‘Yes, absolutely,’ said Mr Moran.

On behalf of the complainant, Mr McCann asked Mr Moran how he knew that members of the community had shopped in his shops.

“I can only assume so – it’s open to the public,” the division head replied, adding, “Some people tell us, ‘I’m a traveler.'”

Mr McCann told Mr Moran that an effective policy should inform a store manager “how they identify a traveler” to avoid discriminatory treatment. ‘Not necessarily,’ said Mr Moran.

He said a member of the Traveling Community could “possibly” be identified by their voice or accent, but not by visual characteristics.

“In circumstances where no reason for my client’s eviction from the supermarket has been demonstrated and where there is clear evidence of easy identification [as a member of the Travelling Community] … I say the burden has shifted to the respondent,” Mr McCann said in his closing argument.

“In the absence of factual reason, I would say that the defendant failed to meet the burden of proof,” he added.

He said the question of who employed the security guard was debatable as he was “clearly under the deputy manager’s control and doing Iceland’s bidding”.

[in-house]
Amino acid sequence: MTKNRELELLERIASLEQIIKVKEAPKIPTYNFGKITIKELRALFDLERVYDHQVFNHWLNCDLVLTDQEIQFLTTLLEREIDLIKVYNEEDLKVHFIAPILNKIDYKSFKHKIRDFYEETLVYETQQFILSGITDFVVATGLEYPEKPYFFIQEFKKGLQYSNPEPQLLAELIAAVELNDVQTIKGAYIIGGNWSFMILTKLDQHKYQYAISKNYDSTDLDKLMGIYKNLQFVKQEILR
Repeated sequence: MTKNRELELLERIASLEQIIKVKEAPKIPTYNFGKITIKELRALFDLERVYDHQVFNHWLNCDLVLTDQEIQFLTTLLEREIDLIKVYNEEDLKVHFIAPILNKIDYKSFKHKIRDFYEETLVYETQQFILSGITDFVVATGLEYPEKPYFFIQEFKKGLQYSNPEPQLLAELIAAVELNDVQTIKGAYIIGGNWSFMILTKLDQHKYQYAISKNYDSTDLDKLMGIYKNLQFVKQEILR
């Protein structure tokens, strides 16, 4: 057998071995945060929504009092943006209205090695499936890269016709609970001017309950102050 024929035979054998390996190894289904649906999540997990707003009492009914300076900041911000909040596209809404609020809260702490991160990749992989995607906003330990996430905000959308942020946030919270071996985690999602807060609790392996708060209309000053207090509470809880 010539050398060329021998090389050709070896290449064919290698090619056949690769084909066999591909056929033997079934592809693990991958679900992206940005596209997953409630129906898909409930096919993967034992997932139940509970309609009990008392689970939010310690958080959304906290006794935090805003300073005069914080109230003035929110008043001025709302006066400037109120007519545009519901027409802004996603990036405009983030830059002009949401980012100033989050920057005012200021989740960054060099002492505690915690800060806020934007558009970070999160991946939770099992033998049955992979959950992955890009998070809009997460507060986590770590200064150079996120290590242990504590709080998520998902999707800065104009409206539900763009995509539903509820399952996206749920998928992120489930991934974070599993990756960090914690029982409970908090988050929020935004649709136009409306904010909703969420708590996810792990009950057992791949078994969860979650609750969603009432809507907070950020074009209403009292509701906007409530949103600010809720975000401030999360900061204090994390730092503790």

Ms Walsh said Ms McDonnell accepted that other members of the travel community came to Iceland to shop.

“It is not a question of politics that travelers are not allowed. Megan [McDonnell] shopped there and continues to shop there,” she submitted.

The tribunal had previously heard that the security officer was a Polish national and Ms Walsh said the sentencing officer should “official point out that a non-Irish person would not be able to identify a member of the traveling community”. .

Four of the complaints in the series were heard in full yesterday (Tuesday), with the fifth adjourned.

Decisions on the five claims are expected in due course. Five girls claim they faced discrimination in Iceland for being members of the Traveler Community

Fry Electronics Team

Fry is an automatic aggregator of the all world’s media. In each content, the hyperlink to the primary source is specified. All trademarks belong to their rightful owners, all materials to their authors. If you are the owner of the content and do not want us to publish your materials, please contact us by email – The content will be deleted within 24 hours.

Related Articles

Back to top button